Package Deal

For example, anyone who wants to buy a table for a minimum of ten people for the opening ceremony also has to purchase two tables of ten for a cheaper category sport such as the handball, hockey or water polo that averages at around 500 pounds. So the total cost of entertaining 30 guests over three days would come 55,000 pounds, or 1,833 pounds a guest.

“We want to make sure we sell out the hospitality program, we don’t want any empty seats,” Barnard said.

Yet, that’s exactly what may happen, Joe Cohen, founder and CEO of fan-to-fan ticket exchange website Seatwave said in an interview.

Cohen said there is a “a real risk” of empty stands at some of the stadiums because holders of a ticket won’t be able to sell any unwanted tickets on a floating-price exchange. Instead, Locog allows ticket holders to sell back unwanted tickets at face value.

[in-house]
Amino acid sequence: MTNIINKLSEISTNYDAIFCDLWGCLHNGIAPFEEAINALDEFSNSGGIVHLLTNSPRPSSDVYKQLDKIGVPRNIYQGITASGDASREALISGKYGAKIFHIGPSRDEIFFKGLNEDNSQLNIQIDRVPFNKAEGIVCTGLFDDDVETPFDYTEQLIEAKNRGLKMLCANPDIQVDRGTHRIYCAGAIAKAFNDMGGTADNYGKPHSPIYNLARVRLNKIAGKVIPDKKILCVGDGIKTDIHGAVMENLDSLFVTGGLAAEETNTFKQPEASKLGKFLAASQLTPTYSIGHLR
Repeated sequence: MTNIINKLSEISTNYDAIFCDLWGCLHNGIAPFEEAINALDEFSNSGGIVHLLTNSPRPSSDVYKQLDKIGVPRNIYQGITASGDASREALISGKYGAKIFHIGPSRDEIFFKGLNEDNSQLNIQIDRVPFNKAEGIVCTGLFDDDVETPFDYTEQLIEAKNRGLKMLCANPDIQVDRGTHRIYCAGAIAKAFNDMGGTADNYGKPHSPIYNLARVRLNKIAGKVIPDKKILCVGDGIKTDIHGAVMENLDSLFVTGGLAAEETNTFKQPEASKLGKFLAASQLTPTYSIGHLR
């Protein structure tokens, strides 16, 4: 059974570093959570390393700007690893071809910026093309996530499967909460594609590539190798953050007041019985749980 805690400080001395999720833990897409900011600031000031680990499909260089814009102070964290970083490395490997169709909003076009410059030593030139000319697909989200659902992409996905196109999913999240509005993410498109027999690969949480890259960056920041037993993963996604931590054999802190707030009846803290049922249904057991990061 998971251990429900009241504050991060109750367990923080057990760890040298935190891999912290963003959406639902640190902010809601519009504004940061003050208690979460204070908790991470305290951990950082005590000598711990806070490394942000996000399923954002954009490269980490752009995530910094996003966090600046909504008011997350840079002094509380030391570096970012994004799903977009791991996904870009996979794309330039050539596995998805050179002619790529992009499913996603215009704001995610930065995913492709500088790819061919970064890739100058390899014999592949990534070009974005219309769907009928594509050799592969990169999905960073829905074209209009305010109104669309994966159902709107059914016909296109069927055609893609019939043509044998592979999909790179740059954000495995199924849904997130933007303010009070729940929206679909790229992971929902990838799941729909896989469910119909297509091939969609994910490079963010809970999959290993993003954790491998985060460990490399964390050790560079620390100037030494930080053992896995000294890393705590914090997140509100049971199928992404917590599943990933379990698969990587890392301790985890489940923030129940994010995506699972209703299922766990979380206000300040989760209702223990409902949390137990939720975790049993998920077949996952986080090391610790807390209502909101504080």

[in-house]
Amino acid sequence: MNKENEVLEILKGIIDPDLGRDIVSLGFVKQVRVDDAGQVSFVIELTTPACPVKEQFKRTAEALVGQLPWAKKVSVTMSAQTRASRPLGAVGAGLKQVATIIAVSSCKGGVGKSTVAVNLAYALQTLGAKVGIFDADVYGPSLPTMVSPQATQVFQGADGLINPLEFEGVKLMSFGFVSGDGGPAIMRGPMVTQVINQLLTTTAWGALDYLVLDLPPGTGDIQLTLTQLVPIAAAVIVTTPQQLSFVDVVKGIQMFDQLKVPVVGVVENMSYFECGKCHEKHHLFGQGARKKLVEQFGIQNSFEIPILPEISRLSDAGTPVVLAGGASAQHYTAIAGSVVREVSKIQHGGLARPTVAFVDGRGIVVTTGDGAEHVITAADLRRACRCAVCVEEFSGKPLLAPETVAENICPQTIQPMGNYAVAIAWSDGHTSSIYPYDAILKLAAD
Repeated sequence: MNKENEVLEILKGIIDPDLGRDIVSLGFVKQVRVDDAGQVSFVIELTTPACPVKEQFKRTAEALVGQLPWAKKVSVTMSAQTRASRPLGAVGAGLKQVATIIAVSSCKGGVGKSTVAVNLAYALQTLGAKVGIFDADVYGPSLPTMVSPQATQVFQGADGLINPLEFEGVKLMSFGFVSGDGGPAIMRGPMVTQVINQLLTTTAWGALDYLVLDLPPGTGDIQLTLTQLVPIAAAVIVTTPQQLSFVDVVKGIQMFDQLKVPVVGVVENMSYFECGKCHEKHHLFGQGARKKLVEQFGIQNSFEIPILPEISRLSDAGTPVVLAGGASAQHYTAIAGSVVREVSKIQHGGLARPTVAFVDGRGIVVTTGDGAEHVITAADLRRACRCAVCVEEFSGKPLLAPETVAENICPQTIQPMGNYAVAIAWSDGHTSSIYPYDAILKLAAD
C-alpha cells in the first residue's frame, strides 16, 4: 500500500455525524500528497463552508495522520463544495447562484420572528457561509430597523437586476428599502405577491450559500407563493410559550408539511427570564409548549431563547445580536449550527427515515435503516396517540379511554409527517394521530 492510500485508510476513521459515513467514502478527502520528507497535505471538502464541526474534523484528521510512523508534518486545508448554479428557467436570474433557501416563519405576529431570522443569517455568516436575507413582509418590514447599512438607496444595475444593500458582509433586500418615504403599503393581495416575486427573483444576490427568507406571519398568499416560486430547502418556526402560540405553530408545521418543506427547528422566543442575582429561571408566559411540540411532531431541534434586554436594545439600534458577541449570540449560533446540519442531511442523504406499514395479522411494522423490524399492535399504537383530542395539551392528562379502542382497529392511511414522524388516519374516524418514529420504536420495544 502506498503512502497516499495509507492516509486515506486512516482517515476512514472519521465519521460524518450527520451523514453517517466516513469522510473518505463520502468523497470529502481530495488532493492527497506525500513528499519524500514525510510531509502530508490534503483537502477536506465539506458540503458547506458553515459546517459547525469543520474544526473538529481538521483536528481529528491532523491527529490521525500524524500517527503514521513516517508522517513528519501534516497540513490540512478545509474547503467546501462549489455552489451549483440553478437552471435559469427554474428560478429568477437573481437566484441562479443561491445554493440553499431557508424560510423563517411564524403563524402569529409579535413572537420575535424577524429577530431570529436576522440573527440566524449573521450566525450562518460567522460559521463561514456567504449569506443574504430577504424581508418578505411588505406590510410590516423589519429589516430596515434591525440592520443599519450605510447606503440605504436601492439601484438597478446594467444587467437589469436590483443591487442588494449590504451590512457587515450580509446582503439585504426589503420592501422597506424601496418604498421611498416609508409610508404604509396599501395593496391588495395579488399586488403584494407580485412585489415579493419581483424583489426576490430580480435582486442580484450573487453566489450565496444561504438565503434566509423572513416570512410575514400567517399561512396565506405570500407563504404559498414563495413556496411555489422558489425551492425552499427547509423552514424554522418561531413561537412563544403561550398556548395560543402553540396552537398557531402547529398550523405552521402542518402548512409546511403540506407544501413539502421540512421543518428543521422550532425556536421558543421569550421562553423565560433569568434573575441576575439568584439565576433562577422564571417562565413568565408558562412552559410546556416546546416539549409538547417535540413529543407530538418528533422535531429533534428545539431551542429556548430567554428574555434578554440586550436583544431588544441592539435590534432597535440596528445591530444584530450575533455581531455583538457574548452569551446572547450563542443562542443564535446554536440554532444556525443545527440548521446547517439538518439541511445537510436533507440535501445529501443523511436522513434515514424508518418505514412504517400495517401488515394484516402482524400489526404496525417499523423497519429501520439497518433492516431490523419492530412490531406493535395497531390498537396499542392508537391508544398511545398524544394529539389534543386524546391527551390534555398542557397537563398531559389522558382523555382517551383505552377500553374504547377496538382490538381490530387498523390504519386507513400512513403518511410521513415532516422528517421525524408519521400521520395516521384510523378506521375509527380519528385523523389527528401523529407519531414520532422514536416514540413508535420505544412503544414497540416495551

A fixed price isn’t an “accurate reflection of the market and therefore there will be very little liquidity and very little trading on that exchange,” Cohen said.

“So if anyone has a 100 meter final ticket to sell, they are going to sell it on the black market,” Cohen said. “They are not going to sell it for 750 pounds if it’s worth 5,000 pounds. The tickets will find a buyer who is willing to pay the market price, regardless of what Locog wishes to do.”

EBay Inc., the owner of the largest e-commerce market, is cooperating with the London organizing committee to prevent the unauthorized resale of tickets.

“The resale of Olympic tickets is illegal and we are working closely with the organizers of the games to ensure tough and effective filters are in place to identify and remove such tickets if anyone attempts to sell them,” EBay said in an e-mailed statement today.